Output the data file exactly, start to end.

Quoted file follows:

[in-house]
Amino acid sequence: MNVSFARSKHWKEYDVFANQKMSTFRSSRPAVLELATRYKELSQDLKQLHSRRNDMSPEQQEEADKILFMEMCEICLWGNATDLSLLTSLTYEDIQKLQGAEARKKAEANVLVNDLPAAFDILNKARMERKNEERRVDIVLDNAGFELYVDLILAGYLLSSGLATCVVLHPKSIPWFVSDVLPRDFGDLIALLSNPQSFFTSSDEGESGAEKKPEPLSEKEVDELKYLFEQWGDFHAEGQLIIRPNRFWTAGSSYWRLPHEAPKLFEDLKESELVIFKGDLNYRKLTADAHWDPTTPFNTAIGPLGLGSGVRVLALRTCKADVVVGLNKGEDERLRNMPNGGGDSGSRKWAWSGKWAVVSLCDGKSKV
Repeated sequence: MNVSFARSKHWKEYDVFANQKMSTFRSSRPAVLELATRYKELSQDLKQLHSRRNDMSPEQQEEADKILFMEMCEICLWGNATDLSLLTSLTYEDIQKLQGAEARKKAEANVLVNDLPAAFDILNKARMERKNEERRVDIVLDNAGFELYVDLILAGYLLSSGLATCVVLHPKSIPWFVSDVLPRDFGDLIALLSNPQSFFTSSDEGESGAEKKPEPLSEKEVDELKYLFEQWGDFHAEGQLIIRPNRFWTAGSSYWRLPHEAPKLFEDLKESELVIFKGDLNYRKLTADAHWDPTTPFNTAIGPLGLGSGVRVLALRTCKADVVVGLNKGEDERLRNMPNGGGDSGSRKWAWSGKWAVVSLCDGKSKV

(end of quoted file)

[in-house]
Amino acid sequence: MNVSFARSKHWKEYDVFANQKMSTFRSSRPAVLELATRYKELSQDLKQLHSRRNDMSPEQQEEADKILFMEMCEICLWGNATDLSLLTSLTYEDIQKLQGAEARKKAEANVLVNDLPAAFDILNKARMERKNEERRVDIVLDNAGFELYVDLILAGYLLSSGLATCVVLHPKSIPWFVSDVLPRDFGDLIALLSNPQSFFTSSDEGESGAEKKPEPLSEKEVDELKYLFEQWGDFHAEGQLIIRPNRFWTAGSSYWRLPHEAPKLFEDLKESELVIFKGDLNYRKLTADAHWDPTTPFNTAIGPLGLGSGVRVLALRTCKADVVVGLNKGEDERLRNMPNGGGDSGSRKWAWSGKWAVVSLCDGKSKV
Repeated sequence: MNVSFARSKHWKEYDVFANQKMSTFRSSRPAVLELATRYKELSQDLKQLHSRRNDMSPEQQEEADKILFMEMCEICLWGNATDLSLLTSLTYEDIQKLQGAEARKKAEANVLVNDLPAAFDILNKARMERKNEERRVDIVLDNAGFELYVDLILAGYLLSSGLATCVVLHPKSIPWFVSDVLPRDFGDLIALLSNPQSFFTSSDEGESGAEKKPEPLSEKEVDELKYLFEQWGDFHAEGQLIIRPNRFWTAGSSYWRLPHEAPKLFEDLKESELVIFKGDLNYRKLTADAHWDPTTPFNTAIGPLGLGSGVRVLALRTCKADVVVGLNKGEDERLRNMPNGGGDSGSRKWAWSGKWAVVSLCDGKSKV